The Glory Has Departed

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I exhort therefore, that, first of all, supplications, prayers, intercessions, and giving of thanks, be made for all men; For kings, and for all that are in authority; that we may lead a quiet and peaceable life in all godliness and honesty. For this is good and acceptable in the sight of God our Saviour; Who will have all men to be saved, and to come unto the knowledge of the truth. 1 Timothy 2:1-4

Saturday, February 20, 2016

Part III - Making Disciples Began with Turning the New Testament Text
Into a Wax Nose. God's Word Becomes Man's Opinion.
Money To Be Made in Constantly Changing Versions Packed with Errors

There is money to be made in new Biblical paraphrases
and Lutheran hymnals, all getting worse with each improvement.

Lower Criticism Paved the Way for Dynamic Equivalency, Paraphrases Marketed as Translations

          Relatively few pay attention to lower criticism. This field describes the analysis of manuscripts, editions, and early translations - to find the right reading for a given work from the past. The Old Testament is fairly secure from the harm of these swarming pests, because the text has been carefully preserved over many centuries by the extreme and demanding Jewish rules of copying. We also have the Septuagint, the early translation of the Old Testament into Greek, which helps establish what was considered a good translation long before the hot air merchants of Bible merchandising arrive.
          The New Testament has been the playground of apostates ever since the days of Wescott and Hort, with special help offered by Count Tischendorf. The New Testament is much smaller and its Greek far easier to master than Old Testament Hebrew and its cognate languages. One could grow blind studying variants in the Old Testament and not be known by more than a handful of experts. I confess to having a passion for this field during seminary, and I enjoyed using a Greek New Testament and checking the readings noted in the footnotes.
“The Westcott Hort text, along with the new translation, dealt the final blow to the old type of text (Received Text) upon which the King James Version is based.”
Neil Lightfoot, How We Got the Bible, Grand Rapids: Baker Book House, 1963, p. 80.

The Rules

Many a novice text critic has been initiated in the rules of the science. It could be a science. The actual text does not need to be a philosophical issue, but we can see that people refuse to keep their skeptical agendas out of the issue. We should only ask, “What is the purest form of the original text?” Various rules of doubtful value have been promoted to determine whether one reading is better than another:
a.    The shorter reading is preferred.
b.    The more difficult reading is preferred.
c.     When in doubt, favor tradition.
When we examine these rules, we can see that they are infinitely flexible and no more scientific than examining the entrails of sacrificial animals. The rules were first applied during a time when all ancient works were considered a patchwork by many different authors and editors.

The Shorter Reading Is Preferred

One can guess the attitude behind this rule. Some people make their stories longer and longer, the more they tell them. Others abbreviate a story they have heard before, depending on the circumstances. As far as being a reliable guide for one reading or another, determining the better reading by length is no better than walking to the hardware store with arms outstretched and saying, “I need a door this wide.”
We should think over the implications of this single rule. It suggests an arbitrary attitude setting itself against the data. Implied in this rule and others is the notion that the Christian Church suppressed the true text, changing it with additions to express a Trinitarian orthodoxy foreign to Jesus and the apostles. It is more likely that heretics edited their manuscripts to fit their pet doctrines, introducing some variant readings easily detected. For example, one man was trying to prove his case at a church meeting. He read from a document in a loud and outraged tone of voice, but when he came to a section that reflected poorly on him, he skipped it entirely. Later, his friend read a transcript from an audio tape. Once again, when material came up not supporting their cause, it was omitted. In these two cases, the shorter version was the corrupt version.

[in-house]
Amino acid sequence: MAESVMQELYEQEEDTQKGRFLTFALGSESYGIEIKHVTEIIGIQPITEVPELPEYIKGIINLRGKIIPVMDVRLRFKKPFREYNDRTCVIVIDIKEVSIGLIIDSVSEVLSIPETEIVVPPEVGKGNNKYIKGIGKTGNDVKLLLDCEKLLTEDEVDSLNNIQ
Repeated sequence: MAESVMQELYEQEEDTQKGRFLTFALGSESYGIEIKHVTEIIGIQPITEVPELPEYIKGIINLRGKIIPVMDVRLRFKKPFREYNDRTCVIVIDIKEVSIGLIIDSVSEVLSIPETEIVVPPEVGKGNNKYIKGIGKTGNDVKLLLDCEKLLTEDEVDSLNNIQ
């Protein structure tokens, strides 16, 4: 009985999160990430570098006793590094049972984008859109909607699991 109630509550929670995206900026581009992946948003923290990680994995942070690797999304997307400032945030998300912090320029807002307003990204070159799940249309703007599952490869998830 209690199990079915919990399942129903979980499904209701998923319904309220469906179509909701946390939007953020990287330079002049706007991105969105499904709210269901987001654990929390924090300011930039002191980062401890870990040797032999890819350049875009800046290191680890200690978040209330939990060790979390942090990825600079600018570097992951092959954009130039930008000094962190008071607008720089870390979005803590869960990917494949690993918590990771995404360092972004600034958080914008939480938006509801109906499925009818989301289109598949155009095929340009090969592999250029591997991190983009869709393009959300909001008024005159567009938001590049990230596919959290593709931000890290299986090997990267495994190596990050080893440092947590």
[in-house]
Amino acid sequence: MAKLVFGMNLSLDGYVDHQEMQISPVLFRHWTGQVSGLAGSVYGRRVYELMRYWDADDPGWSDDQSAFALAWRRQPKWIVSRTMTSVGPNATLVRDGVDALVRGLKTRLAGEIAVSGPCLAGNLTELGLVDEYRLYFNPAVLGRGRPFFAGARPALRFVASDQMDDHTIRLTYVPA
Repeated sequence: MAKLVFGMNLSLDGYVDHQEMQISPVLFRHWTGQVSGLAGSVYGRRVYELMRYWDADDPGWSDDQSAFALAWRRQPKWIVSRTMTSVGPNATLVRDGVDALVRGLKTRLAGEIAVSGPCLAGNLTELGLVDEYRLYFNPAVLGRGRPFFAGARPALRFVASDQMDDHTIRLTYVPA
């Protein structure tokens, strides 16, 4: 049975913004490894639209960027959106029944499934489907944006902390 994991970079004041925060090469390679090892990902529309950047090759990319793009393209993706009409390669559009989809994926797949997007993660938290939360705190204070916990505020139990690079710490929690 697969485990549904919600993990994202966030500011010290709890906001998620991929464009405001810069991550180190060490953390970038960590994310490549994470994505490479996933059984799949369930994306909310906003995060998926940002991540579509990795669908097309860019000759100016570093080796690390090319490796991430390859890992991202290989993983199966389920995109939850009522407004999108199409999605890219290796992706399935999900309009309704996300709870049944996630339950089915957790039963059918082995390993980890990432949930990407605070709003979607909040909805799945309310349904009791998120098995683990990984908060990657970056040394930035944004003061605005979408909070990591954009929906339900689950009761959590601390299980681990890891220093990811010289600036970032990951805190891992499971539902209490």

The More Difficult Reading Is Preferred

This rule abandons all pretensions of science, when considered thoughtfully. One question we must ask is, “Difficult for whom?” The answer is, “Difficult for believers.” This rule is a formula for replicating false doctrine. The Christian Church has determined through the study of the Scriptures that dozens of heresies are misinterpretations of God’s Word. One example would be an attack upon the hypostatic union of the two natures (divine and human) of Christ. Some deny the human nature of Christ. Others deny His divine nature. Still others are confused about the union of the two natures, as Zwingli and Calvin were. Applying this rule would mean that a reading denying the divine nature of Christ would be preferred to one affirming it. The arrogance of this rule is amazing. It simply assumes that the very first Biblical texts taught the favorite heresies of the liberals. Then, they think, over a period of time, the copyists inserted a newly minted orthodoxy into the pure text. If we choose to believe this liberal fantasy, this plan must have been a massive and overwhelming conspiracy. Only a few manuscripts preserved the original, mixed up, heretical Christianity. Liberals can pick those few examples out, elevate them to a new status, and create another New Testament based upon them.
That is exactly what Wescott and Hort did in England. They were asked to modernize the King James Version to some extent. They created a different Greek New Testament, a two-volume work so massive that no one could easily supplant it with another. A country raised on Shakespeare, Milton, and the King James Version rejected the new translation based upon their text, but their Greek New Testament persisted. Today, all modern translations of the New Testament reject the Majority Text and follow the trends of Wescott and Hort. All modern translations, not some of them, but all of them, favor the Egyptian manuscripts and reject the Majority Text.
The New King James Version, which is really a modest revision rather than a new translation, does not follow the Egyptian texts and argues against them. The New KJV does provide variations in footnotes, but these actually help the reader see where the RSV and NIV omit verses. The omission of words and entire verses is the issue. The new editions edit out a significant amount of the New Testament. The omissions are seldom noted in the modern translations, so the verses and words are forgotten. In time they seem foreign.